The heart pumps 6 litres of blood around the body per minute, increasing to 18 litres during exercise and pregnancy, to deliver oxygen and nutrients to all body tissue. Unfortunately, avoiding problems with this vital organ is not always possible as ageing, genetics and unidentifiable factors make everyone at risk of heart disease. However, you can look after your heart by avoiding smoking, high blood pressure and cholesterol levels, and consuming too much sugar and fat.
With February being 'National Heart Month' to raise awareness of the UK's biggest killer - cardiovascular disease, Dr Vinod Achan gives some advice on what symtoms to look out for.
What is Angina?
Angina occurs when the arteries narrow beyond 60% restricting the blood flow to the heart. Occasionally, Angina has no warning signs whatsoever but usually produces symptoms such as jaw pain, upper back discomfort, a tight or heavy chest which may spread into the shoulders and/or neck and shortness of breath during physical activity. Symptoms typically resolve with rest.
What should I do if I think I have Angina?
Angina is considered ‘stable’ when symptoms develop with activity but resolve with rest. Individuals experiencing these symptoms should seek urgent advice from a GP and then a cardiologist. A cardiologist will decide the best treatment following a treadmill test, a heart ultrasound and potentially an angiogram. When symptoms develop during rest, regarded as ‘unstable’, individuals should seek urgent treatment.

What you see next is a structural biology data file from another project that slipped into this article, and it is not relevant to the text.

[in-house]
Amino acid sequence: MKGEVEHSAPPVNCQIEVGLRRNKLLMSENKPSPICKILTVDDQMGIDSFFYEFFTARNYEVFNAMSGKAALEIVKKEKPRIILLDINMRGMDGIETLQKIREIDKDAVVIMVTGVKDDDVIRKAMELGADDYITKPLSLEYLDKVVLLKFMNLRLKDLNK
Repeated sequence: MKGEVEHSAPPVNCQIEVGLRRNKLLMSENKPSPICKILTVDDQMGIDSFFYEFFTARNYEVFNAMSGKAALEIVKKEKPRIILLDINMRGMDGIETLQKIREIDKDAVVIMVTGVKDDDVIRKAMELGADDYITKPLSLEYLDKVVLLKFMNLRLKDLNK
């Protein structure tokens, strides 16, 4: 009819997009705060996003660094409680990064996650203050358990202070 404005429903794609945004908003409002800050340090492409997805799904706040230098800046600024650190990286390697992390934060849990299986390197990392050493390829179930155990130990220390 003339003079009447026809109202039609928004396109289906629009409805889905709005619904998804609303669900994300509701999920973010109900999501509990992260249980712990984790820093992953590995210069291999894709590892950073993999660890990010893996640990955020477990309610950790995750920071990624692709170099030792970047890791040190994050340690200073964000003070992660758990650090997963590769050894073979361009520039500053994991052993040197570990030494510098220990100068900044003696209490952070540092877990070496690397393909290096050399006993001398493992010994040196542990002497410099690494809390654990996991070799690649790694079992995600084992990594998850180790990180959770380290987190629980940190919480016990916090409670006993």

What is a heart attack?
Heart attacks are the most common cause of death in the developed world caused by a complete blockage of a coronary artery. The symptoms are similar to Angina but also include sweating, feeling faint, vomiting and sometimes collapsing. However, worryingly 25% of heart attacks do not produce any recognisable symptoms.
How are heart attacks treated?
Thirty years ago there was no specific heart attack treatment available; and only 80% of those who survived the initial attack would have left hospital after a two week rest. Now, patients are treated using an emergency coronary angioplasty, increasing survival rate to 96%, and requires only a two or three day stay in hospital and with a lower risk of subsequent heart failure. A catheter enters into the circulation through the wrist or groin, to reach the heart and take a detailed x-ray of the coronary arteries. The identified blocked artery is then reopened using a fine wire, balloon and a stent. Quick responses are essential as risk of death following a heart attack is 40% if untreated.
Dr Vinod Achan, Consultant Cardiologist, qualified from Oxford University and was a Fulbright Scholar at Stanford University, California. Dr Achan is based locally on the NHS at Frimley Park Hospital, the designated 24/7 regional Heart Attack Centre, performing over 1000 coronary angioplasties a year and delivering emergency cardiac care to a population of one million people, and he practices privately at Spire Clare Park Hospital, Farnham.